This is the story of Gudbjorg Thorisdottir, the grandmother of Thora Karitas Arnadottir. In a way it is her way of healing the wounds of the past by telling the world her story in her own words, even if it is through the pen or medium of her granddaughter. She is facing the gossips and the tellers of tales head-on.

I think this is one of the things that seems to hurt her – the fact others have taken it upon themselves to tell her story, her secret. People, and I am thinking of her ex-husband in particular, who believe it is their secret to share just because they think it is their knowledge to control. Gudbjorg is an adult, who has confronted her abuse, has worked through it in therapy and is trying to come to terms with it, so it is her secret to share with others.

It would be entirely different if we were talking about an ongoing situation or someone who needed help to deal with the abuse. If you do suspect a child is being abused, especially if it is a gut reaction, then don’t wave it aside. The majority of sexual abuse is ignored because adults would rather not confront a taboo or label someone by mistake. Believe me you will know, but our instinctive reaction is to ignore what we find impossible to believe. This is definitely the case when the abuser is a family member.

The other element of this tragic story that shines through is the relationship Gudbjorg has with her mother, and the question of whether she knew what was going on. I think Gudbjorg is well aware, after talking to friends and family many years after the fact, that her grandfather was a known abuser, which then leaves her with the difficult truth that her family left her in a vulnerable position. Her mother chose to ignore her instinct, and her family members turned a blind eye, because placing the truth on the table would have broken the family apart. Difficult to acknowledge, but often the case in family abuse and incest.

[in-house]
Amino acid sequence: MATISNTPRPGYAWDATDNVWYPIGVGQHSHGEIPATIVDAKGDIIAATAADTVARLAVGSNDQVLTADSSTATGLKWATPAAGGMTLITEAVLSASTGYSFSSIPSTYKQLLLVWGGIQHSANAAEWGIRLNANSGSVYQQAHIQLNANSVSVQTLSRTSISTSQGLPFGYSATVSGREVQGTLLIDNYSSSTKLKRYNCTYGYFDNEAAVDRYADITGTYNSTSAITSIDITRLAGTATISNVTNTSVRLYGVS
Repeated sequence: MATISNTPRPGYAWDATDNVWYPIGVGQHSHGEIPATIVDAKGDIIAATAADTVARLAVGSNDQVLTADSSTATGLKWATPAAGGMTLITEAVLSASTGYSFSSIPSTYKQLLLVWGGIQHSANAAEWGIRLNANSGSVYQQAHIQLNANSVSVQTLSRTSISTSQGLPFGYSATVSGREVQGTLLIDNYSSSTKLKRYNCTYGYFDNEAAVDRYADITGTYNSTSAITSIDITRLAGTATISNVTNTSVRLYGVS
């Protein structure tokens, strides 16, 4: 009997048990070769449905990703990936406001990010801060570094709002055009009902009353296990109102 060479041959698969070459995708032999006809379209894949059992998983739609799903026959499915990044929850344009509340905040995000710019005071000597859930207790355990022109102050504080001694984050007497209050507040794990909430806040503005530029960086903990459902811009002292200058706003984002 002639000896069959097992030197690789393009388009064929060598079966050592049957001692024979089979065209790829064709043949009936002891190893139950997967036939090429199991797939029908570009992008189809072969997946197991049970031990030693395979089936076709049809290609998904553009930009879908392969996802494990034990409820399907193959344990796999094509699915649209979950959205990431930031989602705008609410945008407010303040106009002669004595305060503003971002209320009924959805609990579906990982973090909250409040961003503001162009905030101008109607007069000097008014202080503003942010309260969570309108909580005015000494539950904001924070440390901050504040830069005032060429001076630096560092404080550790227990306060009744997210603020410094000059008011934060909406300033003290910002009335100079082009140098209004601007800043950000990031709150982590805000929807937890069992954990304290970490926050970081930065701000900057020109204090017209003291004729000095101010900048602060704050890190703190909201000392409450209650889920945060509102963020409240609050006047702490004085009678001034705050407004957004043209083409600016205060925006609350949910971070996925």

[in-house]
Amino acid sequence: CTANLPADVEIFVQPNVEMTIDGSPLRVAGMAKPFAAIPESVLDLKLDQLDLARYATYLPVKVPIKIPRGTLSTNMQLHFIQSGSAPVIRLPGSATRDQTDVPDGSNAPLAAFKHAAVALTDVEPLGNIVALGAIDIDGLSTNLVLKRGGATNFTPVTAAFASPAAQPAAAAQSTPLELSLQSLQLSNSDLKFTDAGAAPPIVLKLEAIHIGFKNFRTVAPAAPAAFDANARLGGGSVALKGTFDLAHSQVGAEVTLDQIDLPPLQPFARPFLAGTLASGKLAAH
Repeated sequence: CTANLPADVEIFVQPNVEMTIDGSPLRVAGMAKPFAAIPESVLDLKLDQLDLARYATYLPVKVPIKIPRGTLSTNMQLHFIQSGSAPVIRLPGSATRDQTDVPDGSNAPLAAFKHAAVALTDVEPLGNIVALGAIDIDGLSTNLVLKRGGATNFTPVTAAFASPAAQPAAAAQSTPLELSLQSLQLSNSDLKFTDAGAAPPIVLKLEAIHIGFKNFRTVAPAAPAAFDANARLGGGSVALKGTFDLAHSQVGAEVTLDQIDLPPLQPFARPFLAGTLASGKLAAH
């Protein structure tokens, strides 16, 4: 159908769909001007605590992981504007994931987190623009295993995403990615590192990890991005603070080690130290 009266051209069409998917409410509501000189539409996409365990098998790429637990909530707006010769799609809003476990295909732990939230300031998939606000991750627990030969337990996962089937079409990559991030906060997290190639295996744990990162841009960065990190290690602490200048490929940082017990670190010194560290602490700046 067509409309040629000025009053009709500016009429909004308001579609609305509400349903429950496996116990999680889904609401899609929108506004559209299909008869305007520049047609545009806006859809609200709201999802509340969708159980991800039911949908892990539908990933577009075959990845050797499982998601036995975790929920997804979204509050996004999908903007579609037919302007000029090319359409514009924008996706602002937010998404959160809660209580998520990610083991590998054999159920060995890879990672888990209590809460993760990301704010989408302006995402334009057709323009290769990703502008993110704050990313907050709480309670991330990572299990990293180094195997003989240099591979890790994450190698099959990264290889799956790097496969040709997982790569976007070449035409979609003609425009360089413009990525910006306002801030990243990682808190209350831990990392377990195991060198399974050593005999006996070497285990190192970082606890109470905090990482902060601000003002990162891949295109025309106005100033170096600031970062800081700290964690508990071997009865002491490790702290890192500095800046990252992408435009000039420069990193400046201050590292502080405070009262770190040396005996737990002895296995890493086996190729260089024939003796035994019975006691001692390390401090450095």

I think it is incredibly brave of Gudbjorg to speak out, even after all these years. I hope it brings her some peace and lessens the guilt. The guilt that doesn’t belong anywhere on her shoulders by the way. The drink didn’t make him do it, the grief didn’t make him do it, and I can guarantee you he had more victims than Gudbjorg realises.

All of that is irrelevant though, because the most important thing is that she was a child and he stole her childhood, her innocence and many first moments from her. It’s time she stopped letting him steal from her.

It’s a heartfelt and emotional journey. Kudos to Gudbjorg for sharing it and for looking for help.

Buy And The Swans Began to Sing at Amazon Uk or go to Goodreads for an other retailer.

Publisher: Wild Pressed Books (10th January 2019)

#BlogTour False Witness by Michelle Davies